A day to remember

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United Flight 175 from Boston heads for the south tower of the World Trade Center on Sept. 11, 2001.
United Flight 175 from Boston heads for the south tower of the World Trade Center on Sept. 11, 2001.

I was talking to my friend Denis O'Donnell on Thursday and the topic of Sept. 11, 2001, came up. O'Donnell, a music lover, musician and the man who keeps the bar at the Hole in the Wall humming in the afternoon, paused briefly when I asked him what he remembered about that day. 

"I remember my then-girlfriend and now-wife and I got into a huge fight that morning," he said. "She came back to the bedroom to tell me I should get up and watch the television. I wanted to tell her to get the hell out, but I got up and saw what was happening, and that kind of ended the argument."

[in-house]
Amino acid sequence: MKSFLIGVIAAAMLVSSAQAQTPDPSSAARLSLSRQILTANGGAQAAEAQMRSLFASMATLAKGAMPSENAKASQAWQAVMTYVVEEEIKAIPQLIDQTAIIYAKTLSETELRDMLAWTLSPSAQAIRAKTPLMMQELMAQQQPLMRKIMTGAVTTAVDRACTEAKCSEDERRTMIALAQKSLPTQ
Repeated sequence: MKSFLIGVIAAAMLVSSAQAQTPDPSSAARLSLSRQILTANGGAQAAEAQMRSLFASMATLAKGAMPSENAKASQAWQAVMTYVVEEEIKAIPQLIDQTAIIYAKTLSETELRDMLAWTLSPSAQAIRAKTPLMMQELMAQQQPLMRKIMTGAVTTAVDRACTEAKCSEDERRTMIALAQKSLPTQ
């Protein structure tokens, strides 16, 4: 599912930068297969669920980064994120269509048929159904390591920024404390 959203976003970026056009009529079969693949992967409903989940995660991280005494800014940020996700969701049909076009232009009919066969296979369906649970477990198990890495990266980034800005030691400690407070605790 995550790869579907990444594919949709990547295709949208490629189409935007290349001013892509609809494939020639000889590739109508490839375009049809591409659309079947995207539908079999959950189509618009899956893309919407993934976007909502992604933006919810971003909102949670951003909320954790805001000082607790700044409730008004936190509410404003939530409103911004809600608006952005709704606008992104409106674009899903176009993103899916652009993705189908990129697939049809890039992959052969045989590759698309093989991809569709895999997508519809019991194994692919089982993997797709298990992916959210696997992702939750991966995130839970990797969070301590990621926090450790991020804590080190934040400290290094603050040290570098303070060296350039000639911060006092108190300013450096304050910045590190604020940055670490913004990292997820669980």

Everyone has a story about what happened to them that day. Some are mundane, some are incredibly compelling. None will ever be forgotten. 

I was at home in Milton, Mass., on my day off from working at The Boston Globe. I remember both my kids were home sick from school. My wife was upstairs. I watched the second plane hit the towers and I drove into work and was pretty much gone for the next 36 hours or so as the staff at the paper tried to get its collective head around what had happened. The planes that hit the towers came from Boston.

I've never witnessed such intensity or emotion in a newsroom.

Something very similar must have been happening in The Daily Texan newsroom that day 10 years ago. Thanks to the work of our Web team -- headed by Web Editor Gerald Rich and our Multimedia Adviser Jennifer Rubin -- the results of that effort by the Texan staff can be seen here. It's impressive, even 10 years on.

Also impressive is the 10th anniversary 9/11 edition put out Friday by our current Texan staff. I particularly recommend this story as an entry point for the total package. The paper, like the one 10  years ago, shows a breadth and depth of coverage that is truly professional. I can't offer a higher compliment to Texan staffers past and present.